Naheed Mustafa is a Canadian freelance broadcast and print journalist. She’s currently on a reporting trip to Pakistan and Afghanistan and will be posting dispatches from her trip.
I was supposed to be in Logar. Instead I’m sitting in my room at the Park
Palace Guesthouse thinking about public relations.
I was looking for a particular kind of interview and my fixer, who’s from Logar, said he knew exactly the person I was looking for – an old man living in one of the local villages.
So we planned to leave early to beat the convoys and Kabul’s tortourous traffic and be in Logar an hour later. But at 11 the night before, I got a call: my fixer’s family was in a state of panic. They had recently heard from relatives that the situation was particularly bad in their home province. They didn’t want their son and brother going to a place where the police collude with Taliban and others in kidnapping for ransom, where death by IED is a regular occurrence. Though they are natives of the province, they rarely visit. He was embarrassed but he had to back out.
What could I possibly say? There’s never a good reason to compel people to take risks and feel insecure. I cancelled.
Later, I spoke to a local politician, also from Logar. He protested my aborted trip. The province is safe, he said. There are 24,000 US troops there. Would he go back and forth on a regular basis if it wasn’t perfectly fine? He said too many Afghans base their information on rumour and didn’t really know the reality in the rural areas.
There are many reasons to spin the truth, of course; fear of death is certainly a good one. But pointing to Logar’s dangers is hardly borne of rumour-mongering. The average person has little to gain from misrepresenting the security situation. And if the only people who can travel a road are those with a high profile and an elaborate network of contacts, then whose perception of danger is a better reflection of reality?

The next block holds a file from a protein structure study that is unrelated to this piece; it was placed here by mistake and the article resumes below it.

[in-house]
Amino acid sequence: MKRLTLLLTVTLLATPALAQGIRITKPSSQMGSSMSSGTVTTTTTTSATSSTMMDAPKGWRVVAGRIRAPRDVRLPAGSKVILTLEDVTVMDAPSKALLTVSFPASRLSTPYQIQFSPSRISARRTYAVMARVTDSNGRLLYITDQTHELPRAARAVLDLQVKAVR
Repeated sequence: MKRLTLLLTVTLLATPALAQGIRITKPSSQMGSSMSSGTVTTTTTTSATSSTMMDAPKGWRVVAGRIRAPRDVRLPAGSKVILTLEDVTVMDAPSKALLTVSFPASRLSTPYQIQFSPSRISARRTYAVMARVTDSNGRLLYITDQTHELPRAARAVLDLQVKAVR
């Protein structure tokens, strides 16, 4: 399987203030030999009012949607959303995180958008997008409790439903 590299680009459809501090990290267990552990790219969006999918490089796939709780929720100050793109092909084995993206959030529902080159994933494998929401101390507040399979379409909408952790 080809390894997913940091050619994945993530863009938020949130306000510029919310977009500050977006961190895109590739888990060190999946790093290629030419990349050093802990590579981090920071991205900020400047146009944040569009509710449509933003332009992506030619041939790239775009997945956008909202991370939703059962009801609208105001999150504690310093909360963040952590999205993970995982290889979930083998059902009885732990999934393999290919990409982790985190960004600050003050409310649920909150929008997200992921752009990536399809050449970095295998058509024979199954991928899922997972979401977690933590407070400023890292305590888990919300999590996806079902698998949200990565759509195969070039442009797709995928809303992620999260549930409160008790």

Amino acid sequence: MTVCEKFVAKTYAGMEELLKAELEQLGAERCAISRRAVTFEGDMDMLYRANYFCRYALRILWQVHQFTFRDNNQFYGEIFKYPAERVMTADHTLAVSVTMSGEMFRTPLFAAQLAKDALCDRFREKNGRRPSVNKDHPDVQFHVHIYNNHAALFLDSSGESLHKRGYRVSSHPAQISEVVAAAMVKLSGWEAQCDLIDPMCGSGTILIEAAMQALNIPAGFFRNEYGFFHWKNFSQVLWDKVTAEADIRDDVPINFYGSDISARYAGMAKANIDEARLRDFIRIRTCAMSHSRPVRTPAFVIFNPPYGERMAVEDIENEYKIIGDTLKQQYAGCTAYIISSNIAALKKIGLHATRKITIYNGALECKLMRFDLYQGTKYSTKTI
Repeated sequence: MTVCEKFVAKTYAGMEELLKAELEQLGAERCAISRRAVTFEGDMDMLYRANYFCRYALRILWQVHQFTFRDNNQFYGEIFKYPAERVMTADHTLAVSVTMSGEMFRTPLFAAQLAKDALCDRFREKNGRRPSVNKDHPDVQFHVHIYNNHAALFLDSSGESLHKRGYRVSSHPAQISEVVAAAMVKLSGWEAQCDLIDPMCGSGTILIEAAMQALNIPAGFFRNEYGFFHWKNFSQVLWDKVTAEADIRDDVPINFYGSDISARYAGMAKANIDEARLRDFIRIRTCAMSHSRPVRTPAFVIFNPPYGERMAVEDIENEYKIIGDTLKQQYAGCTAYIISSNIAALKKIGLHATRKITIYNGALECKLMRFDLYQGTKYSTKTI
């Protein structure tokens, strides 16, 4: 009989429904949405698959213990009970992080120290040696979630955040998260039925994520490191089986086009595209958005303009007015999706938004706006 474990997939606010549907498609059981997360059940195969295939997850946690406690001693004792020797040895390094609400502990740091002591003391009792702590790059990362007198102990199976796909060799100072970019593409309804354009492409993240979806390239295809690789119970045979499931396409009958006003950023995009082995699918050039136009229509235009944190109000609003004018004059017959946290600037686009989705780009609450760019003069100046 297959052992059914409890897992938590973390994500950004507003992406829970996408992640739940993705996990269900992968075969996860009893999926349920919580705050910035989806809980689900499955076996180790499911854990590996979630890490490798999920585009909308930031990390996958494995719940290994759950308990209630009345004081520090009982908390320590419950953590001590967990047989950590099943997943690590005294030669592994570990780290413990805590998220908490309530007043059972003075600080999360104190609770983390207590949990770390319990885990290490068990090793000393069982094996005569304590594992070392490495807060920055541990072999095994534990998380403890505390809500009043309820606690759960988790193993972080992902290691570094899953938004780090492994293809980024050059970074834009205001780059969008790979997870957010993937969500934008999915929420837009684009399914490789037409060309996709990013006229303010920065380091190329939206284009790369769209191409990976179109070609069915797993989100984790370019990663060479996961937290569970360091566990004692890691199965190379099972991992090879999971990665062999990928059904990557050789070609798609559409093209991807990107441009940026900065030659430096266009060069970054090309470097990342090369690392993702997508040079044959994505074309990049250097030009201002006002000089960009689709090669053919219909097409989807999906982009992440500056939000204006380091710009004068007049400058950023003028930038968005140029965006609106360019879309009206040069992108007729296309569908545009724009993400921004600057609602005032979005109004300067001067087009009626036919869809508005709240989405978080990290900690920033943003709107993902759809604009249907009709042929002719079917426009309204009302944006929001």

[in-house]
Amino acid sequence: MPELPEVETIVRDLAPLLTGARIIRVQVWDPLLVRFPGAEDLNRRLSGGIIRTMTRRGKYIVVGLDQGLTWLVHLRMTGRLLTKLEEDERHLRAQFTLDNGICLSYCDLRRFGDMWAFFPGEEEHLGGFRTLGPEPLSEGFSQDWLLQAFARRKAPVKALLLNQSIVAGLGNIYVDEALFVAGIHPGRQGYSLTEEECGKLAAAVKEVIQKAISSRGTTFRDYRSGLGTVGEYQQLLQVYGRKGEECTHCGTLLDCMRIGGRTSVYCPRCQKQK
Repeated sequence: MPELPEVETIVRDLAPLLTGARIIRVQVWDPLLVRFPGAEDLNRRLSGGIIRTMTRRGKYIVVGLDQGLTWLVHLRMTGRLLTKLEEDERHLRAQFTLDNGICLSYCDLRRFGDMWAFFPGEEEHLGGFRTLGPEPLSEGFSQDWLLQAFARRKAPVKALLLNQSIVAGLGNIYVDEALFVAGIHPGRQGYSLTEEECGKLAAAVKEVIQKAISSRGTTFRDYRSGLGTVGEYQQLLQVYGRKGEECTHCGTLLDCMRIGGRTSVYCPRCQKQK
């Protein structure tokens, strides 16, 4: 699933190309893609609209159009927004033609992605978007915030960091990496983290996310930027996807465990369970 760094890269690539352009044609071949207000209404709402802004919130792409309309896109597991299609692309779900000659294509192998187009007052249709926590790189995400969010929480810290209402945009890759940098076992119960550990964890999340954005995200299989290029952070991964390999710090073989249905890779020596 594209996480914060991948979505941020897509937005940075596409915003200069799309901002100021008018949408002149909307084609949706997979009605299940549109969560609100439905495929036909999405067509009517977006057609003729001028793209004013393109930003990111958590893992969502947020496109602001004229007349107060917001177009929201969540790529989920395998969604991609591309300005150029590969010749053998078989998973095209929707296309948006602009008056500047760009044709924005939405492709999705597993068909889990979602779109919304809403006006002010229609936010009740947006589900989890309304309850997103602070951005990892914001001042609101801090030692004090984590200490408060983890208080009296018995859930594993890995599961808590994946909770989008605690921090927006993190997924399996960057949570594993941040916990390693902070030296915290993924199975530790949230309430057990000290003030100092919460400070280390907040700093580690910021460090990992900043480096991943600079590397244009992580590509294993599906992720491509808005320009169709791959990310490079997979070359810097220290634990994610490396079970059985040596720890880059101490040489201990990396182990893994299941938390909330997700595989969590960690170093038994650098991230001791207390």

Of course the politician has a vested interest in making his constituency look safe – stability is good for getting elected. But discounting the reality that most Afghans experience is part of a larger attempt to soften the edges on a harsh truth: the conditions are rough here and they’re getting worse. Violence is increasing and the decision makers are clawing desperately at any opportunity to put a pretty face on it.
Each time something particularly bad happens in Afghanistan – an errant air strike; a cluster of soldiers killed; a story about mass corruption or government wheeling and dealing; poison gas and schoolgirls – we sit back and ask: how did it get so bad?
My response is usually: when was it ever that good? Afghanistan just had better PR and the international community—and some Afghans—were more willing to spin it. But now it seems more and more hopeless and in the struggle for primacy between the dueling narratives of Risky Adventure and Re-birth of a Nation, it looks like Risky Adventure will take it.
There’s a general sense here that a massive PR push is afoot, to make things look as good as possible to as many people as possible. There’s a drive toward “good news” stories, which isn’t necessarily a problem except that because there are so few, they take on a disproportionate importance. And no one denies these stories are a deliberate part of the media strategy. They’ll help immensely when Afghans are left to clean up the mess after the internationals are long gone and the world can shrug it off by pointing to the good news and saying Afghanistan was doing ok when we left.